Case Study Snap Shots
Windsor Netball Club
Project 500 Sportivate project to create a Junior section to the developing new club in Windsor. Three Project 500 coaches are being up skilled as part of this development, 2 UKCC Level 2 coaches and 1 UKCC Level 1 coach. Coaches also attended MOS workshops to ensure they were in a position to deliver once the sessions started. A successful block of Sportivate activity has now been delivered with 23 retained participants now forming a Junior section for the club. Coaches continue to engage with the CSP through Project 500 and have been invited along to the BB&O Forum in March.
Portia Simmond, a mum of two from Milton Keynes. After the birth of her second child, she had severe Post Natal Depression and quickly became a recluse, feeling uncomfortable to go out and socialise with others. Once the PND was officially diagnosed, Portia started a programme of treatment that included medication that only seemed to make matters worse. After further appointments with her GP, it was suggested that she tried exercising and running was top of the list. The effects were almost instant. Due to her growing love for running, Portia soon decided to become a run leader and help others to benefit from being active and taking up social running. She has since helped hundreds of new people get into running and be more physically active. Portia now wants to help other women in the position she was once in to get out of their situation and start living their life again. Portia explains – "Joining DL Redway Runners was the best thing that ever happened to me. It was the start to a new confident me. I was not alone anymore. Someone in the club would always run with me. Being a Run leader has given me a completely new feeling of self belief and confidence and I'm now progressing with a coaching qualification with a view to helping other mothers like me." Portia is a Project 500 member and will be gaining valuable support through Bucks & Miltern Keynes CSP to access a coaching bursary. She will also have the opportunity to access all of the other great benefits on offer through the programme to help her realise her dream of helping other women who are suffering as she once was.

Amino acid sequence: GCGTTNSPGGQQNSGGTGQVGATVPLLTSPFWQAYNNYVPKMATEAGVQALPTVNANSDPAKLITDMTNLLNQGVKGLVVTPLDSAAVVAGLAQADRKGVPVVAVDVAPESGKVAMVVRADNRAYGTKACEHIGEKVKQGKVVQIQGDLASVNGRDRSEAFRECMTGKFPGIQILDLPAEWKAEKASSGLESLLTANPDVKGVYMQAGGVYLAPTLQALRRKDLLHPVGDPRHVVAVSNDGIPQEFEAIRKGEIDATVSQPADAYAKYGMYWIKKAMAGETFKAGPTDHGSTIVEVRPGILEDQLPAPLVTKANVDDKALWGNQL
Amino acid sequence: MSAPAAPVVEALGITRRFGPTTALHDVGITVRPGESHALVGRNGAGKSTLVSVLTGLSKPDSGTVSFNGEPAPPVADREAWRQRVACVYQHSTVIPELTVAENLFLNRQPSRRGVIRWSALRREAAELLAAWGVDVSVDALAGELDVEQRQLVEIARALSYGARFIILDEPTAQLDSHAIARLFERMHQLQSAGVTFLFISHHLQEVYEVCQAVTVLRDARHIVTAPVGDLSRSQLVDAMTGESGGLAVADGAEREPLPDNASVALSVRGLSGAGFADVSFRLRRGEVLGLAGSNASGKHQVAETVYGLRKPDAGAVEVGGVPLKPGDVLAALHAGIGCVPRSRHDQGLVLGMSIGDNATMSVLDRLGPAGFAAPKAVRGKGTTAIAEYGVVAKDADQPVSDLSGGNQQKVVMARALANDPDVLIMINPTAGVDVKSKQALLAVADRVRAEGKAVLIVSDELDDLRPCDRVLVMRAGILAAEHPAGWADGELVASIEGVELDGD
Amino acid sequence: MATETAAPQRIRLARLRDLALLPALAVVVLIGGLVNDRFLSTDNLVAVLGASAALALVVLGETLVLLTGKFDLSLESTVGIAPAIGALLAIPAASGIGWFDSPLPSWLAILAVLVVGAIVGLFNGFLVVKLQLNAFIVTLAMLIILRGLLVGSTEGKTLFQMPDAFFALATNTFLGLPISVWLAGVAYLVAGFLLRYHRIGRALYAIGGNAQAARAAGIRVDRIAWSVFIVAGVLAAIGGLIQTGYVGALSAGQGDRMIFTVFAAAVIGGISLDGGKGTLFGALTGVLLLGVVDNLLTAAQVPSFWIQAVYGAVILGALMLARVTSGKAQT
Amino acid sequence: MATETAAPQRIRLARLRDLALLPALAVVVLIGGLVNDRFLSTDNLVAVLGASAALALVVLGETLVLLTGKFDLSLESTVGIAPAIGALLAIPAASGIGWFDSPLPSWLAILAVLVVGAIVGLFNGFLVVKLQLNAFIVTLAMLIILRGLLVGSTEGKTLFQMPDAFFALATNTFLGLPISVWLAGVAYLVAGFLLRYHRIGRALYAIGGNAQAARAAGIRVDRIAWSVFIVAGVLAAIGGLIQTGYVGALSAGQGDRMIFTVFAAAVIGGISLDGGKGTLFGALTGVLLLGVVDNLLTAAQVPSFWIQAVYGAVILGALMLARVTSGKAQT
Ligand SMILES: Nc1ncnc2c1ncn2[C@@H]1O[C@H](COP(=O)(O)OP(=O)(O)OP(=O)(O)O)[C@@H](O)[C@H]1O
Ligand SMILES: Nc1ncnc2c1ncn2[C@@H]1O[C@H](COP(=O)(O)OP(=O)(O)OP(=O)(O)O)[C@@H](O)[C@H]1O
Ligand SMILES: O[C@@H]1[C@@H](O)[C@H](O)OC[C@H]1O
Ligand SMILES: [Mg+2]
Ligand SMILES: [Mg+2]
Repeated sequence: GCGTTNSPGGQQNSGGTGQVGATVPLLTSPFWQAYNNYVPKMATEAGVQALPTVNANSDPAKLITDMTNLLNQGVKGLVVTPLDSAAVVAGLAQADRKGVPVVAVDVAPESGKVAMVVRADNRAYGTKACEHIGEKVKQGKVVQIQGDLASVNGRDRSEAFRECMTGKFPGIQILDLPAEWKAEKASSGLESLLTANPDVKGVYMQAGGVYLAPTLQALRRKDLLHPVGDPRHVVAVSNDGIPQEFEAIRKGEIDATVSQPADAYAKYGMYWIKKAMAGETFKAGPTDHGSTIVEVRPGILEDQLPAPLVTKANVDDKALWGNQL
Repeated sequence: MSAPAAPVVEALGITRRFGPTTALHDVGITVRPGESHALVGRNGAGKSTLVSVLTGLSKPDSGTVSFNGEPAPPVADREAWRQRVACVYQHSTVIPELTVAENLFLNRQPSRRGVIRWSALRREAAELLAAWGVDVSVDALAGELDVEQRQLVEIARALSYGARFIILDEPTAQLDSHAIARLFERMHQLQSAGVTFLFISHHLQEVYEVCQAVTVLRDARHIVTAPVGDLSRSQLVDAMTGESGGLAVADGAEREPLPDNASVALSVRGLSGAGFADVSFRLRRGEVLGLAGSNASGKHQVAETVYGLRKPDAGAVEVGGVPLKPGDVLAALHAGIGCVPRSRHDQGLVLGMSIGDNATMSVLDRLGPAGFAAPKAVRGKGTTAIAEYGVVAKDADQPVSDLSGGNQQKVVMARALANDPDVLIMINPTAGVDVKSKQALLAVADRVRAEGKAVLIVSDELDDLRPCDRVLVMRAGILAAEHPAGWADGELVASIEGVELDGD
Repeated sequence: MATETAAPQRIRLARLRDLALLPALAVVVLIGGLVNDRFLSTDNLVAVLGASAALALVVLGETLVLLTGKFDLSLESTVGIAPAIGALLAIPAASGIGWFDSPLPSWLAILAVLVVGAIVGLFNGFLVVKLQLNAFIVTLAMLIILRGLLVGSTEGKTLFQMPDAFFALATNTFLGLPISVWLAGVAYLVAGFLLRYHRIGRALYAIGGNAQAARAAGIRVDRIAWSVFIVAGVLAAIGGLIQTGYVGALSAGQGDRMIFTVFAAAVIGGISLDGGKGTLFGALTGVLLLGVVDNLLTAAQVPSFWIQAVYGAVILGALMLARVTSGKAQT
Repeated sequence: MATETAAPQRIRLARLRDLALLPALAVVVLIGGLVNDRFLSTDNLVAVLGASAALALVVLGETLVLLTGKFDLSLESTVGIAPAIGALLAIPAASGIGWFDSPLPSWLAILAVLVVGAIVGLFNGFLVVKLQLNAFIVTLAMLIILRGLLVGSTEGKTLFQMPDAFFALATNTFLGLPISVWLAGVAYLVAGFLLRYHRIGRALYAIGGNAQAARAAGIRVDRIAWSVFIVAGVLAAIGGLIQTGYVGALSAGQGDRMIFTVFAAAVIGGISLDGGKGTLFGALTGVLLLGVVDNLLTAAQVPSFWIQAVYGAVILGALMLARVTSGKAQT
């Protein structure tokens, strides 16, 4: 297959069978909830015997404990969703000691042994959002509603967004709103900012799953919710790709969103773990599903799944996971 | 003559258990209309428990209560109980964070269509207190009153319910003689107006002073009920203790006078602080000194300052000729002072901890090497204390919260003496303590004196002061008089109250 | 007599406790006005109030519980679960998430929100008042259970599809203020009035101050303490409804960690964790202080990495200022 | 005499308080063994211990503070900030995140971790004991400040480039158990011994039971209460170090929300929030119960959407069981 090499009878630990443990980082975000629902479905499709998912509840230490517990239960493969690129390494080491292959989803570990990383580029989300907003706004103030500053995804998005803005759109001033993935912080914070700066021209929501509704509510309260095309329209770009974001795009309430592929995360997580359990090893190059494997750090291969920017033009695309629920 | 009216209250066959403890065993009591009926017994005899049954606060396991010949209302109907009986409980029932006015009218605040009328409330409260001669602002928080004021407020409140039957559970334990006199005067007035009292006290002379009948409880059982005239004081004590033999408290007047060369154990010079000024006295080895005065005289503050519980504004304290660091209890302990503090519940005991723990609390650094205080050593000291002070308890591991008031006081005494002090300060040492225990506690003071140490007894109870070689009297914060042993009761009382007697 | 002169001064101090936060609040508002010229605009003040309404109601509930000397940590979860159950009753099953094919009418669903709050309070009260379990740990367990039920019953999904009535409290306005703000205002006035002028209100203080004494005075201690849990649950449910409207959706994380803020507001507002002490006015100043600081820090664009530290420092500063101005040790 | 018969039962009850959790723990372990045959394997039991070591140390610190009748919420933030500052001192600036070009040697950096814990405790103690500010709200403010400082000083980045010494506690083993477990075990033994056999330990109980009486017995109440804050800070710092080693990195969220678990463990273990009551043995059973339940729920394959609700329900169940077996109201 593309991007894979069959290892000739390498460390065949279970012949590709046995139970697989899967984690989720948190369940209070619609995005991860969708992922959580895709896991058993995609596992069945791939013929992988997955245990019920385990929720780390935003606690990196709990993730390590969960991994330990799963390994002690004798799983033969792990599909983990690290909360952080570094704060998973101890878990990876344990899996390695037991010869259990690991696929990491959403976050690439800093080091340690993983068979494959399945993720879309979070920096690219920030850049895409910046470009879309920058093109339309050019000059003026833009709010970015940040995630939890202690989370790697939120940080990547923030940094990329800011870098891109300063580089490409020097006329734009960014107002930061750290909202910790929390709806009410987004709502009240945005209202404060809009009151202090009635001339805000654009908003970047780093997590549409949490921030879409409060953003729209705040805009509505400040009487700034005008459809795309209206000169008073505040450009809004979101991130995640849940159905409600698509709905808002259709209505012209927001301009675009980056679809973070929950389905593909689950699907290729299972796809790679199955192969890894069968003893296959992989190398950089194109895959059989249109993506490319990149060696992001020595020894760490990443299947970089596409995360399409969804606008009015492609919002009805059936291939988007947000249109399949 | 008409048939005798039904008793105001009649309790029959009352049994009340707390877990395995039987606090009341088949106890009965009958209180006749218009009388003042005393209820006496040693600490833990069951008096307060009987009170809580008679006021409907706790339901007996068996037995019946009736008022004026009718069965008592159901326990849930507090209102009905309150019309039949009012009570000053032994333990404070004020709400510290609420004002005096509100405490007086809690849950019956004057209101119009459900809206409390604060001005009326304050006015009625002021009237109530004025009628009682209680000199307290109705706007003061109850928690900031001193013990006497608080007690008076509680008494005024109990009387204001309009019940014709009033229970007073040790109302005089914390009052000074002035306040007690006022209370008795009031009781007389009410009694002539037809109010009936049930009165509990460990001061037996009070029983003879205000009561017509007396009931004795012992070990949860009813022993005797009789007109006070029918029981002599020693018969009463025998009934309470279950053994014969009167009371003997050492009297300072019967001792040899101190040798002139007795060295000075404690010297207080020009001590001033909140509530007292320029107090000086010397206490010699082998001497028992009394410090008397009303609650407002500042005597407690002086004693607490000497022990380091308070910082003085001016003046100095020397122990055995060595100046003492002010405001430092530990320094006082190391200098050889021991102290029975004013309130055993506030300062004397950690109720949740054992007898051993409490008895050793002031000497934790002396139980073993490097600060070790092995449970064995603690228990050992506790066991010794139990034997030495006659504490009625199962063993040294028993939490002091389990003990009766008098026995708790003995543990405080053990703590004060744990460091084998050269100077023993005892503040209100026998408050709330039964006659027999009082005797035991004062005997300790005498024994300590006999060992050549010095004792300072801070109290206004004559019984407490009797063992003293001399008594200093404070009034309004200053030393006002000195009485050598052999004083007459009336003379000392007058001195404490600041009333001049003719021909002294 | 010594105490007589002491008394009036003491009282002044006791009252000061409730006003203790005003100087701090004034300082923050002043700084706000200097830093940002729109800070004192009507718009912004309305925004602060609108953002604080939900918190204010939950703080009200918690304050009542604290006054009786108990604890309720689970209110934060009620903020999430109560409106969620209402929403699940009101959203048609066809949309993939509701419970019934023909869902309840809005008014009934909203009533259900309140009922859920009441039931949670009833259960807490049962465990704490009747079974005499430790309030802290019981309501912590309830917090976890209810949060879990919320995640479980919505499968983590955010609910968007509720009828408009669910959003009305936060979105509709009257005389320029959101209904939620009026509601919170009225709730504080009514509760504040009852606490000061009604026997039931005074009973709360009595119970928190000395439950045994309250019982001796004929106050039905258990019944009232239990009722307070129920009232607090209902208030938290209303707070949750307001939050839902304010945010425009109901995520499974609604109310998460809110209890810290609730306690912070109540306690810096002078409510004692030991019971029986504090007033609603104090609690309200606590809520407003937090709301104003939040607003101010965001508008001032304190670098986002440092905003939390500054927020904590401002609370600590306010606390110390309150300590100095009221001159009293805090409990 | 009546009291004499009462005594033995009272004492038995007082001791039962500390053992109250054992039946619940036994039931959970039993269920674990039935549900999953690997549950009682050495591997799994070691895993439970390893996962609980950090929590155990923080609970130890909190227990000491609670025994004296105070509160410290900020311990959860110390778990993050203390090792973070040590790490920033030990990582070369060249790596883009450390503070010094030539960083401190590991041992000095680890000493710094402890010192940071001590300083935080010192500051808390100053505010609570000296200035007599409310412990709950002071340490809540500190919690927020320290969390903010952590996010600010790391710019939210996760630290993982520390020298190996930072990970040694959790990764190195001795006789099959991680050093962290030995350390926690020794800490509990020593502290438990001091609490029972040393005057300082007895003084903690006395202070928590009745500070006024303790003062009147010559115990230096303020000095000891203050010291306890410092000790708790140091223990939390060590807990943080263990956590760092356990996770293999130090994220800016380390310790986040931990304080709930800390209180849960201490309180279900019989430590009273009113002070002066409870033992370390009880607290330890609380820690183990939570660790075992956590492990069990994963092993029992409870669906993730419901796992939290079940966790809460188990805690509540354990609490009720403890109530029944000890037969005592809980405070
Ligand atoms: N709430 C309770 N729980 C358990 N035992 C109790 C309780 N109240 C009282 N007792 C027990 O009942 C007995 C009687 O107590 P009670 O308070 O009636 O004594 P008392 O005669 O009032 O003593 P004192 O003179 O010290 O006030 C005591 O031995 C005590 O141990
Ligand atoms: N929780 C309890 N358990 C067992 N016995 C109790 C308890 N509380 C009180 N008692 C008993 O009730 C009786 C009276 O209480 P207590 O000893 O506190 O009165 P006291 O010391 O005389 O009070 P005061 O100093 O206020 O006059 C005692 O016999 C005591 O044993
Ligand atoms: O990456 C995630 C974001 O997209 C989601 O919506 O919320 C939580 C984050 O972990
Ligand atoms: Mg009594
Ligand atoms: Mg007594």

From Competence to Confidence
Teaching confidence is tough, but its clear that providing targeted support through networking and mentoring can be the difference between someone wanting to coach and actually taking the steps to make it happen. Since we started the project we've met some immensely inspiring women, some of whom are coaching at the top of their respective sports and others who are just beginning their journey. We've secured the endorsement of seven governing bodies (The FA, The RFU, Exercise Movement & Dance Partnership, England Netball, England Handball, The ECB and ETTA) all of whom believe that recruiting, developing and deploying more female coaches is key to creating a more diverse and fit for purpose workforce.
We continue to work with other organisations like the Women’s Sport and Fitness Foundation and Women’s Sport Network to promote the need for more women taking-up and being given the chance the compete for leadership roles in sport.
In every instance, whilst their aspirations and motivations may differ, the women we have met all believed in the power of having a passionate, motivated and competent coach being key to supporting athletes and participants at every level.
One year on we know we've only created a small ripple, but that ripple is already changing the way women across the country think about the role they can play in shaping the next generation of coaches and athletes. We look forward to another year with renewed enthusiasm and optimism that even small projects like ours have the potential to empower local people and realise meaningful and measurable change.